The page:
Amid the thousands of motorists using suburban Maryland roads yesterday were 142 people in 71 vehicles who pored over coded instructions and manipulated calculators as they tried to follow an intricate 130-mile route to a destination only a dozen miles from their starting point.

At one-minute intervals, starting at 9:30 a.m. the 71 vehicles pulled away from the intersection of Rte. 198 and Rte. 29 in Burtonsville.

About five hours later, near Snowden River Parkway in Columbia, the first of the vehicles completed its run through the summer heat and over the back roads of three counties.

It was a competition, but not a race. Victory was not to the swift, although neither did the laurels go to the the slow. The event was a rally, the fourth and last scheduled for this summer by the Montgomery County Recreation Department and a motoring club known as Branded Inc.

The idea of an automotive rally is to follow the instructions supplied, with the navigator in each car converting printed letters and numbers into miles and turns that will enable the driver to bring the car over the required route.

Completion of the course is necessary, but not sufficient. The driver must come as close as possible to the time allotted for each leg of the run. That is where the computers and calculators come in, enabling the competitors to convert speeds and distances into the minutes and seconds that spell the difference between success and failure in rally competition.

The wilting heat, the unfamiliar course--through Montgomery, Howard and Frederick counties--the cryptic instructions and the constant need to follow them, watch for landmarks and compute elapsed times made the afternoon a challenging and even trying one for many contestants.

For rally veterans Pete and Barbara Stevens, the first real challenge appeared to come amid the cornfields of Plantation Road in Frederick County, about 44 miles into the run.

"Could we have missed something?" Barbara, who was at the wheel of the couple's 1979 Peugeot, asked Pete, who was navigating.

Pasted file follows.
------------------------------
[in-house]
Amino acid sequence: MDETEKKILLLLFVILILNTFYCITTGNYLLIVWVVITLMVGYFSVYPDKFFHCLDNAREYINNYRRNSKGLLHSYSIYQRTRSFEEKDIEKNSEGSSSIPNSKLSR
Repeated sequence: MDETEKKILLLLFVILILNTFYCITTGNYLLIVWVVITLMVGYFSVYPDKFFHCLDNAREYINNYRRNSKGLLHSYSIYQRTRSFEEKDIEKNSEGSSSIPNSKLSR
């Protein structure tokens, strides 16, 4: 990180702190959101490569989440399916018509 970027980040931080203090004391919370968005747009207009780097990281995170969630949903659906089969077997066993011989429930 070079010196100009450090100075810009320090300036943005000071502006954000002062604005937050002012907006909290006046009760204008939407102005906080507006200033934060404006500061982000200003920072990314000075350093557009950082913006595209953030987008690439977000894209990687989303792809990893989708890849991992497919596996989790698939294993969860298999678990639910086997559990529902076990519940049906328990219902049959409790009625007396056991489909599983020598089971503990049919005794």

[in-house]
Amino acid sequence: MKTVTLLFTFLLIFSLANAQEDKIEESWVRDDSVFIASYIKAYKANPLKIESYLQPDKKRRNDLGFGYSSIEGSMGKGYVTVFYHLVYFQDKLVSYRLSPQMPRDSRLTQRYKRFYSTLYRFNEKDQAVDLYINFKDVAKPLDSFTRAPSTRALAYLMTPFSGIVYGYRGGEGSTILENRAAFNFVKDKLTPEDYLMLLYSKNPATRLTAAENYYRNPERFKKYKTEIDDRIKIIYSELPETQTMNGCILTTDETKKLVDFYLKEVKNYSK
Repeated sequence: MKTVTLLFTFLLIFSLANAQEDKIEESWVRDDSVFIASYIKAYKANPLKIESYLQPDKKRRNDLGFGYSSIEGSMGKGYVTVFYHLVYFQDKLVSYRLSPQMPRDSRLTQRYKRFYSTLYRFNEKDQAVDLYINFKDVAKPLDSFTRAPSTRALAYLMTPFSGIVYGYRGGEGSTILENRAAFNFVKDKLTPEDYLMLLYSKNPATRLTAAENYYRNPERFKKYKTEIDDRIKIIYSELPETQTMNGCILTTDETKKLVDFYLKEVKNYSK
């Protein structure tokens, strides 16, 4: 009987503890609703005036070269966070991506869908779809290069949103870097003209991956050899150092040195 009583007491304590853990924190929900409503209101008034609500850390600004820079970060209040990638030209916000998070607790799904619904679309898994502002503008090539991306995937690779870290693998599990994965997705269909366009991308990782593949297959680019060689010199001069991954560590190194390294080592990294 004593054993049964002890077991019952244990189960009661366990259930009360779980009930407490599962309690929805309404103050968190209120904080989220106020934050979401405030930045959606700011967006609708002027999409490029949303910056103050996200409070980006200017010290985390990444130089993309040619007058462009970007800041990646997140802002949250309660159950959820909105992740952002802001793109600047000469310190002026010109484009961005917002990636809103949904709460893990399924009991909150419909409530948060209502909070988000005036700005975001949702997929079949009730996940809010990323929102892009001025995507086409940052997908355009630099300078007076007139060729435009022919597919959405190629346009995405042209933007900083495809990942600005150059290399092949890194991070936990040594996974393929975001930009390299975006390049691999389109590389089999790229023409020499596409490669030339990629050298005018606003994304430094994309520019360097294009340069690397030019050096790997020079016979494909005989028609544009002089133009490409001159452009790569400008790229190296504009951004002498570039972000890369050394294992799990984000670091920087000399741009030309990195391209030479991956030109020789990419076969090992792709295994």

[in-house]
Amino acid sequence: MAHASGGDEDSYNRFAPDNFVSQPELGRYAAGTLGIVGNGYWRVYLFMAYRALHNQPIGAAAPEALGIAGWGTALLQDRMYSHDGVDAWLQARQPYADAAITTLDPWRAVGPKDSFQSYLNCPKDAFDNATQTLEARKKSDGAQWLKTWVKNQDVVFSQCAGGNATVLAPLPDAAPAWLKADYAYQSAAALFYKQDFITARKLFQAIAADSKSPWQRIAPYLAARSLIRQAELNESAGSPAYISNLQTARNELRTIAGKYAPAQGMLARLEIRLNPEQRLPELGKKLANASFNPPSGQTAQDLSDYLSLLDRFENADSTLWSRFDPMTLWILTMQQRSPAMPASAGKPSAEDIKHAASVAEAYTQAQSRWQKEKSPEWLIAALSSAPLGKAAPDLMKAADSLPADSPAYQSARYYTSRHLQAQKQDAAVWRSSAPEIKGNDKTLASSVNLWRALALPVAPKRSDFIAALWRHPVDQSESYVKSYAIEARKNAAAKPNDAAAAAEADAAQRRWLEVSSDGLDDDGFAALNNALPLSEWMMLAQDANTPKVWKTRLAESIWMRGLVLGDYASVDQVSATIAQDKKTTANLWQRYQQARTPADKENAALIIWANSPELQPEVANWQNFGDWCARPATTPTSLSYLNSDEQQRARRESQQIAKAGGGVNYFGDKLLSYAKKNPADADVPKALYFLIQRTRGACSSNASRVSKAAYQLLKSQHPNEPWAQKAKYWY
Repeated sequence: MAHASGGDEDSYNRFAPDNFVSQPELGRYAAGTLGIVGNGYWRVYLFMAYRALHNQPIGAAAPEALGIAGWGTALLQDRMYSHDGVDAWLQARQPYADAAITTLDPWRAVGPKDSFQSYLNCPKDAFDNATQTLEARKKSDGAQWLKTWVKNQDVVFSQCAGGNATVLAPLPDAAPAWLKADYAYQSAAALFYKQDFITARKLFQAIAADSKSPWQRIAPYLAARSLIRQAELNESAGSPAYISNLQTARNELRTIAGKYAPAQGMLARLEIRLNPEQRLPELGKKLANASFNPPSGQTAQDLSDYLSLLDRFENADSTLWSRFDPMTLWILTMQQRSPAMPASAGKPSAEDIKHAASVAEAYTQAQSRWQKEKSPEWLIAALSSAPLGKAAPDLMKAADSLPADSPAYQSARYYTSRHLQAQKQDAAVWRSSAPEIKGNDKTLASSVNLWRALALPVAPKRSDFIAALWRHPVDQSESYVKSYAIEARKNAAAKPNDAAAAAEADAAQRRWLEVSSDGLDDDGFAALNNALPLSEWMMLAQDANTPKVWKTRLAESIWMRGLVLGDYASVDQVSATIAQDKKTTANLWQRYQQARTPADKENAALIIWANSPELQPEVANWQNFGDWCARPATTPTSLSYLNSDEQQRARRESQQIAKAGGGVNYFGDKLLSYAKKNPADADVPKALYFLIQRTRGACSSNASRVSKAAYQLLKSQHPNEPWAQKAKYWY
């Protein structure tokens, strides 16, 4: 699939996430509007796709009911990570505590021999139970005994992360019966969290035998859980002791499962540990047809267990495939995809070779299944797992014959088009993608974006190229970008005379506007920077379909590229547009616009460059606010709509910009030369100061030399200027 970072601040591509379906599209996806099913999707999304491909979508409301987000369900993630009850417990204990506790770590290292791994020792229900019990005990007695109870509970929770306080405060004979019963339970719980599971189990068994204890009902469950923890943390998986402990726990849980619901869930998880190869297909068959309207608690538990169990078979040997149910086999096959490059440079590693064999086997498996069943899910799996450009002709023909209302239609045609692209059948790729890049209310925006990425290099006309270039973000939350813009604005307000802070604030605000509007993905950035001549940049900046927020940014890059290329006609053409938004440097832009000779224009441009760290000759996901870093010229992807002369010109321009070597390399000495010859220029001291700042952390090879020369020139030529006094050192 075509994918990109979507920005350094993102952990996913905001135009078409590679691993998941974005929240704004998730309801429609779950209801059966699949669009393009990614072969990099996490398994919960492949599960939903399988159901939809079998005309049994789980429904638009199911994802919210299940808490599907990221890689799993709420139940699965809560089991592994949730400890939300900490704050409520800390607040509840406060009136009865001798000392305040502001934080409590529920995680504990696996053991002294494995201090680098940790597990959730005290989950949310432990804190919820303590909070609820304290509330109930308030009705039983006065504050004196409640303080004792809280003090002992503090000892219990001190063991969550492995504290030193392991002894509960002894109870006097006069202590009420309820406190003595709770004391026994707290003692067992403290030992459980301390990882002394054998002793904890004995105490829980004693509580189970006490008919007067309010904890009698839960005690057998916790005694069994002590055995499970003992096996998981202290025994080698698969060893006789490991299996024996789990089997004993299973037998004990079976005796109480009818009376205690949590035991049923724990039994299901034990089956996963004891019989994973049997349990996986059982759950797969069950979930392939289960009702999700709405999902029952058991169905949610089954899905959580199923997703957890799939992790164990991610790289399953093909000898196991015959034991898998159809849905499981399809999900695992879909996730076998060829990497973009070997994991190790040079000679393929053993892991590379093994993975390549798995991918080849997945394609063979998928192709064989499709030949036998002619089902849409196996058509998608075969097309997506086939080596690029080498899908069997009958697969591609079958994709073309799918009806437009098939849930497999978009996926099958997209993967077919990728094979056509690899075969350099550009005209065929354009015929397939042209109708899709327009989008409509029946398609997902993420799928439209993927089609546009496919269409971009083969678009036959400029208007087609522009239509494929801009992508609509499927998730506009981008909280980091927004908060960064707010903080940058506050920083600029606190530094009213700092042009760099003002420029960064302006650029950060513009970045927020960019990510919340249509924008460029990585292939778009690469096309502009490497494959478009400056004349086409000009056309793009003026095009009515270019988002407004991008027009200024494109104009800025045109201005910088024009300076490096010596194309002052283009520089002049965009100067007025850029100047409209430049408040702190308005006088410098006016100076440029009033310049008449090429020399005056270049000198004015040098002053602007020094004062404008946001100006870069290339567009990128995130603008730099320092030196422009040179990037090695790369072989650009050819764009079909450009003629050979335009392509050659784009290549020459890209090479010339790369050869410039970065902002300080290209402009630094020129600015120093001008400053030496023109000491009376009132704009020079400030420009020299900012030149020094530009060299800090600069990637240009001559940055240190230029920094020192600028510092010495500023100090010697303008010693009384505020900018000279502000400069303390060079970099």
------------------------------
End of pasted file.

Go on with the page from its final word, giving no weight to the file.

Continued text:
Pete, a systems programmer for the Bureau of Labor Statistics, strongly suspected that they were off course.

"Obviously we missed something," he answered.

"Well?" asked Barbara, who works in member relations for the National Geographic Society.

"Well, turn around," said Pete, who seemed to an observer in the couple's car to betray the first hint of exasperation.

Just after the Stevenses stopped to retake their bearings another vehicle, in which two young women, recognized as fellow contestants, came down the road.

"Do you have any idea where we are supposed to be at all?" one of the women asked Barbara Stevens.

Stevens acknowledged that she did not. The two women, driving a white Pontiac, drove off in the direction opposite to that in which the Stevenses had been headed.

Such an event, suggesting that at least one other highway navigator was obviously lost, "really challenges your confidence," Pete Stevens said later.

Eventually the Stevenses found their error, corrected it and reached the end point. Under the rally scoring system, they were assessed a number of points that indicated they were about eight minutes late--worse than some contestants who finished only seconds from the allotted time, but better than others who had gone astray for 30 or 40 minutes.

"It's fun, it's a structured activity, better than sitting and reading the Sunday paper or going to the pool," said Barbara Stevens.

The winners were David and Breanna Gomberg of Bethesda, who were clocked as finishing 1.8 seconds early.